When most people hear the word “savanna,” they visualize the great plains of Africa. What they don’t realize is northeast Indiana was once covered in such ecosystems, which are characterized by a mix of woodlands and grasslands.
LaGrange County Parks and Recreation Department is looking to turn back the clock by restoring parts of the local natural habitat to its pre-settlement landscape through the planting of oak trees in a prairie currently maintained at Delt Church Park, located between Topeka and Wolcottville.
The project will be accomplished with a $4,425 EnviroWatts grant recently awarded by LaGrange County REMC and made possible through our participating members.
The plan outlines the planting of 18 white oak, single oak and burr oak trees, slated to begin this fall.
According to Micheal Metz, director of the parks deparment, the project’s goal is to complement the natural areas that already exist in the park.
“We’ve got a lot of unique natural areas. That’s one of the reasons people come to the parks: to enjoy the natural areas and the associated biodiversity,” Metz said. “The biggest thing we’re trying to do is create an attractive and enjoyable place for people to exercise or relax, especially passive recreational activities with the trails.”
The parks department maintains about eight miles of trails between four of its major parks and cares for more than 700 acres throughout the county.
While its operating budget covers the costs associated with its staff, basic supplies and equipment, projects such as the restoration of the savanna wouldn’t be possible without grant funding, Metz said.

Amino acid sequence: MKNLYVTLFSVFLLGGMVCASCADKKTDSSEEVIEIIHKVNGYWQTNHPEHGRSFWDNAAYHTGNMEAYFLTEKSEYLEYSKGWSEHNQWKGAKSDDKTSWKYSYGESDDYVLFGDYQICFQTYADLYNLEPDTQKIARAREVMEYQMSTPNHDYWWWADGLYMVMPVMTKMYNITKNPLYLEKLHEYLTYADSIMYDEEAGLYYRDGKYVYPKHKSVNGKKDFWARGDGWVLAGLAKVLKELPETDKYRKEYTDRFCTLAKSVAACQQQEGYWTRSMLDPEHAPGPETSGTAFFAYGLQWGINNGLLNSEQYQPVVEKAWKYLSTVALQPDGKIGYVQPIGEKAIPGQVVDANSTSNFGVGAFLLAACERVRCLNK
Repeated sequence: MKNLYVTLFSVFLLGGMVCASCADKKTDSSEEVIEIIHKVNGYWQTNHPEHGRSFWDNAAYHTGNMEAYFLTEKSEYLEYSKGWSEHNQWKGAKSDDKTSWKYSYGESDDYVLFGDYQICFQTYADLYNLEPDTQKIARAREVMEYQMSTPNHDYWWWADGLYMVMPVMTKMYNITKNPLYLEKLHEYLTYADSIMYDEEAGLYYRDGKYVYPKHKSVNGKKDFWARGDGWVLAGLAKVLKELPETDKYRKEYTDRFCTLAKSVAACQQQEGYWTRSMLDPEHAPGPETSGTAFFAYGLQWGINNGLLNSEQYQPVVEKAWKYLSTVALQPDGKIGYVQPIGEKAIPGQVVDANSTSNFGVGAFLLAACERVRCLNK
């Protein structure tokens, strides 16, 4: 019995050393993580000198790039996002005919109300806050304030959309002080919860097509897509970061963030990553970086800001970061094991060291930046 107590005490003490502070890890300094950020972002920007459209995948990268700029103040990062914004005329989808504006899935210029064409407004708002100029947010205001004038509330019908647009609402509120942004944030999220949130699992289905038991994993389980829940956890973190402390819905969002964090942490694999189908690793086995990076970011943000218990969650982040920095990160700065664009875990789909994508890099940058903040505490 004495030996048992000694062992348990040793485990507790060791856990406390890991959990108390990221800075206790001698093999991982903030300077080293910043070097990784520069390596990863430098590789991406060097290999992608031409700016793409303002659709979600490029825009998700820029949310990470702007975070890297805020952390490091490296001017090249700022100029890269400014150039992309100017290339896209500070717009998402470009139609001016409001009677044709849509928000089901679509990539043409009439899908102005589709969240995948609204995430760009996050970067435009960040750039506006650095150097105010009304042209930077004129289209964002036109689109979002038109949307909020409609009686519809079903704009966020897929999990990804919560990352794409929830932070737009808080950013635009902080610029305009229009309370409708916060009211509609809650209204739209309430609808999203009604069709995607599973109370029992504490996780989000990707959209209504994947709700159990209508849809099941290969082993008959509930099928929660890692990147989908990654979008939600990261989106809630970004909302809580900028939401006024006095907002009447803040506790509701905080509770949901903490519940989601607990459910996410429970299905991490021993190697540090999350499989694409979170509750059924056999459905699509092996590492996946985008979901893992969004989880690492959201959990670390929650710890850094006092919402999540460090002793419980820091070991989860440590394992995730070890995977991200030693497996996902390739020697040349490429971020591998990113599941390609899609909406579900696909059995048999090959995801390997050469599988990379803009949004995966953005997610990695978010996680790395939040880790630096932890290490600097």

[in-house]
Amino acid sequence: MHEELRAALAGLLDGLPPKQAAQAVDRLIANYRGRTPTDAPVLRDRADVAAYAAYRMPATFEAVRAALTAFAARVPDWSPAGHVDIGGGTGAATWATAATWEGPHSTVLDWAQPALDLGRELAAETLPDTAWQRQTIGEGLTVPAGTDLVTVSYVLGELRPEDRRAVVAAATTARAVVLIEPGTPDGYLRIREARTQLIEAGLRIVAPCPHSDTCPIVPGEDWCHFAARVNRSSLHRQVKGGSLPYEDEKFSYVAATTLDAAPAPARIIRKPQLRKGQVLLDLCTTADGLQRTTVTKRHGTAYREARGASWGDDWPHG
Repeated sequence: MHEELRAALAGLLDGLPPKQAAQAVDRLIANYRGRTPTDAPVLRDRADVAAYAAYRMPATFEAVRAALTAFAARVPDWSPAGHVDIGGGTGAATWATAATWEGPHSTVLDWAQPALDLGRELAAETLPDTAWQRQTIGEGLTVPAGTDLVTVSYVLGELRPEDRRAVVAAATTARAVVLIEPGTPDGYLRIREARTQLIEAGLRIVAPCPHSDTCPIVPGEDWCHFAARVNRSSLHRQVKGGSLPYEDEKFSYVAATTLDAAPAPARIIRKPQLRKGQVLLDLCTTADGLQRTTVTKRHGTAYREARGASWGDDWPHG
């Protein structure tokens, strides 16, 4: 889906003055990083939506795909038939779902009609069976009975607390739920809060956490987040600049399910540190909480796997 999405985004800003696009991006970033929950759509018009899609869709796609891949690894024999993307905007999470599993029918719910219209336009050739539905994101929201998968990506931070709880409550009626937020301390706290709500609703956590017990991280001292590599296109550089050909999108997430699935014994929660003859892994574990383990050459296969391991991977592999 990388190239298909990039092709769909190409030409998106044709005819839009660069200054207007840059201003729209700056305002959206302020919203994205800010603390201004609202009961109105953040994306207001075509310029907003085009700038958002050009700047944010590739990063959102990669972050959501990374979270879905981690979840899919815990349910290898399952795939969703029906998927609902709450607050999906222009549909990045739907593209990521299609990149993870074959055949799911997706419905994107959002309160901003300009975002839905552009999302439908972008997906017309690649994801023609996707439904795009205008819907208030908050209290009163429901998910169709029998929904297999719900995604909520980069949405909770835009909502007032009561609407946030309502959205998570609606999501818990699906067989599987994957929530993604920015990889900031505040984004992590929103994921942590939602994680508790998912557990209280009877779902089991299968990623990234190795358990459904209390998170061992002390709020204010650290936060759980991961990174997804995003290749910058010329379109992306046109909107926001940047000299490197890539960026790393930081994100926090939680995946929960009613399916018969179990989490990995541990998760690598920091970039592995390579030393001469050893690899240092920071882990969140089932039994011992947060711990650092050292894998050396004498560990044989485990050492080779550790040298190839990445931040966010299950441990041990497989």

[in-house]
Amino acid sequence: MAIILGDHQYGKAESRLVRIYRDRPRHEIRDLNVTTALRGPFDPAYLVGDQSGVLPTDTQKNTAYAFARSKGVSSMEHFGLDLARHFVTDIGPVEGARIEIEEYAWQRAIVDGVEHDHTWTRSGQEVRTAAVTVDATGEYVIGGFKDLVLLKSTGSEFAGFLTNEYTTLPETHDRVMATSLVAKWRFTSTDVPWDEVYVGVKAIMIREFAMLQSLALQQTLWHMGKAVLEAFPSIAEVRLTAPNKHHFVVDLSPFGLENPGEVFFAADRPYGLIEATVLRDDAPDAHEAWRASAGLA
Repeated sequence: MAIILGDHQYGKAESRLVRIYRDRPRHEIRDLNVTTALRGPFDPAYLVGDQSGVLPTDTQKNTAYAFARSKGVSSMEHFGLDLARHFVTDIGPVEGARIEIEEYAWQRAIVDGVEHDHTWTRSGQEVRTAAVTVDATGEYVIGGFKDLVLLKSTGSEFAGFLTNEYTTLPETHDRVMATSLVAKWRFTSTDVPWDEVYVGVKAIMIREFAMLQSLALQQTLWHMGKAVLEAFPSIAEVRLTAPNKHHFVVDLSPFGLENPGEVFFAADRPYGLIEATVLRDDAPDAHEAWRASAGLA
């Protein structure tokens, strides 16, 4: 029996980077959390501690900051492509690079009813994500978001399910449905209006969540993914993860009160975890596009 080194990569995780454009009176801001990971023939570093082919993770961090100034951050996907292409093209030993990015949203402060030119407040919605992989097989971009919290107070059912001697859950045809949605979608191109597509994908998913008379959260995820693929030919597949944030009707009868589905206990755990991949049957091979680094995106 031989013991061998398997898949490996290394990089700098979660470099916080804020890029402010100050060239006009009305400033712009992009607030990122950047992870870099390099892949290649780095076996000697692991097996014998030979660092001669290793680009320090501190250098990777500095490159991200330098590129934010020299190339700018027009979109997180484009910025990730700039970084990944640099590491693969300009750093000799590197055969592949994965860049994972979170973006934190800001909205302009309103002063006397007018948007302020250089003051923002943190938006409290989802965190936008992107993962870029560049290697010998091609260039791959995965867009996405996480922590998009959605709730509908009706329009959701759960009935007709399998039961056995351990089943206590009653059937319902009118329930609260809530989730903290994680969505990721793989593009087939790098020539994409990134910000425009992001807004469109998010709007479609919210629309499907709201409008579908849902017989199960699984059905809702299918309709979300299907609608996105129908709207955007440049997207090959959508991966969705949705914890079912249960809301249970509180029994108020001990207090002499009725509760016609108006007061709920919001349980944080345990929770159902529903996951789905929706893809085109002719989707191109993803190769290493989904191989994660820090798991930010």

“We want to do those extra things; those are the kinds of things that are hard to get into your budget. To have this outside money is a boon. That’s how we’ve existed and done all of these nice things — with the extra grant money that’s come in,” Metz said. “We’ve always had a good relationship with the REMC, and they’ve helped us a lot in the past.”
The department has received multiple grants over the years through LaGrange County REMC’s EnviroWatts program, as well as Operation Round Up, which have been used to help control invasive plant species at its properties and plant seed mix to add natural diversity to Dallas Lake County Park.
After more than 30 years as the director of the parks and recreation department, Metz is proud of what the team has accomplished with the help of the community and the generous members of LaGrange County REMC.
“My goal has been to develop a quality system of parks, and I think we’ve done that over the last 30 years,” Metz said. “We’ve been pretty successful with grants and such. We’ve been able to develop a lot for a small rural county.”
For more information on the EnviroWatts program, visit the LaGrange County REMC website at lagrangeremc.com or call our office at 877-463-7165.